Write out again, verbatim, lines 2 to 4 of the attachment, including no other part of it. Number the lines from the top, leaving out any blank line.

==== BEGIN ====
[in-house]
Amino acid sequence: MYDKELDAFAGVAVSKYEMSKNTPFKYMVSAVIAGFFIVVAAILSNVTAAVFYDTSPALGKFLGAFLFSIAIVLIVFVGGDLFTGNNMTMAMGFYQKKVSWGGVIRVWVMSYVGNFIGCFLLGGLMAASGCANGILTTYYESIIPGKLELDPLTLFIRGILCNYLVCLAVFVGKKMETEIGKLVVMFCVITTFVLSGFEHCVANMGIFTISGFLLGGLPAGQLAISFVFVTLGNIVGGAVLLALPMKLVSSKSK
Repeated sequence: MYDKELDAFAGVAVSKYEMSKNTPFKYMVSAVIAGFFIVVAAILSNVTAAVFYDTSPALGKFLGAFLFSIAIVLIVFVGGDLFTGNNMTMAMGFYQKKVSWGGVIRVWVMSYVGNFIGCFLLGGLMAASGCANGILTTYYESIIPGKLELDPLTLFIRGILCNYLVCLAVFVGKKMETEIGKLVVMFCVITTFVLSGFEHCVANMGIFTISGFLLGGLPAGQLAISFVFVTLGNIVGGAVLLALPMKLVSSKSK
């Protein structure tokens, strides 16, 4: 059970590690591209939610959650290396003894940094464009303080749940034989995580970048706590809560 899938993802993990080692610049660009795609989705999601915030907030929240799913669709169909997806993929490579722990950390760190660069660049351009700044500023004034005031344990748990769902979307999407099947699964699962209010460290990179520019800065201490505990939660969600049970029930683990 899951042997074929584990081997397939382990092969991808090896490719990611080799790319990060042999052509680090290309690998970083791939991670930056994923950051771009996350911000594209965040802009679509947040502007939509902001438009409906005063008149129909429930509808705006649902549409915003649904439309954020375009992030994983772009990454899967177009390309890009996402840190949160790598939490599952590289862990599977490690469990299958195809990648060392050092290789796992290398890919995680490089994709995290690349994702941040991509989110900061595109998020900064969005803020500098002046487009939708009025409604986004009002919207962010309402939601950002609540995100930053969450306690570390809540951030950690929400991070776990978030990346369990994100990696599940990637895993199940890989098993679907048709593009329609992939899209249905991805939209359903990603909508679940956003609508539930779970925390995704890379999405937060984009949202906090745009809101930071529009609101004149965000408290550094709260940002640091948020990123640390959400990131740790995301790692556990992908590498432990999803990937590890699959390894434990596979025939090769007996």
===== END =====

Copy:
Amino acid sequence: MYDKELDAFAGVAVSKYEMSKNTPFKYMVSAVIAGFFIVVAAILSNVTAAVFYDTSPALGKFLGAFLFSIAIVLIVFVGGDLFTGNNMTMAMGFYQKKVSWGGVIRVWVMSYVGNFIGCFLLGGLMAASGCANGILTTYYESIIPGKLELDPLTLFIRGILCNYLVCLAVFVGKKMETEIGKLVVMFCVITTFVLSGFEHCVANMGIFTISGFLLGGLPAGQLAISFVFVTLGNIVGGAVLLALPMKLVSSKSK
Repeated sequence: MYDKELDAFAGVAVSKYEMSKNTPFKYMVSAVIAGFFIVVAAILSNVTAAVFYDTSPALGKFLGAFLFSIAIVLIVFVGGDLFTGNNMTMAMGFYQKKVSWGGVIRVWVMSYVGNFIGCFLLGGLMAASGCANGILTTYYESIIPGKLELDPLTLFIRGILCNYLVCLAVFVGKKMETEIGKLVVMFCVITTFVLSGFEHCVANMGIFTISGFLLGGLPAGQLAISFVFVTLGNIVGGAVLLALPMKLVSSKSK
């Protein structure tokens, strides 16, 4: 059970590690591209939610959650290396003894940094464009303080749940034989995580970048706590809560 899938993802993990080692610049660009795609989705999601915030907030929240799913669709169909997806993929490579722990950390760190660069660049351009700044500023004034005031344990748990769902979307999407099947699964699962209010460290990179520019800065201490505990939660969600049970029930683990 899951042997074929584990081997397939382990092969991808090896490719990611080799790319990060042999052509680090290309690998970083791939991670930056994923950051771009996350911000594209965040802009679509947040502007939509902001438009409906005063008149129909429930509808705006649902549409915003649904439309954020375009992030994983772009990454899967177009390309890009996402840190949160790598939490599952590289862990599977490690469990299958195809990648060392050092290789796992290398890919995680490089994709995290690349994702941040991509989110900061595109998020900064969005803020500098002046487009939708009025409604986004009002919207962010309402939601950002609540995100930053969450306690570390809540951030950690929400991070776990978030990346369990994100990696599940990637895993199940890989098993679907048709593009329609992939899209249905991805939209359903990603909508679940956003609508539930779970925390995704890379999405937060984009949202906090745009809101930071529009609101004149965000408290550094709260940002640091948020990123640390959400990131740790995301790692556990992908590498432990999803990937590890699959390894434990596979025939090769007996």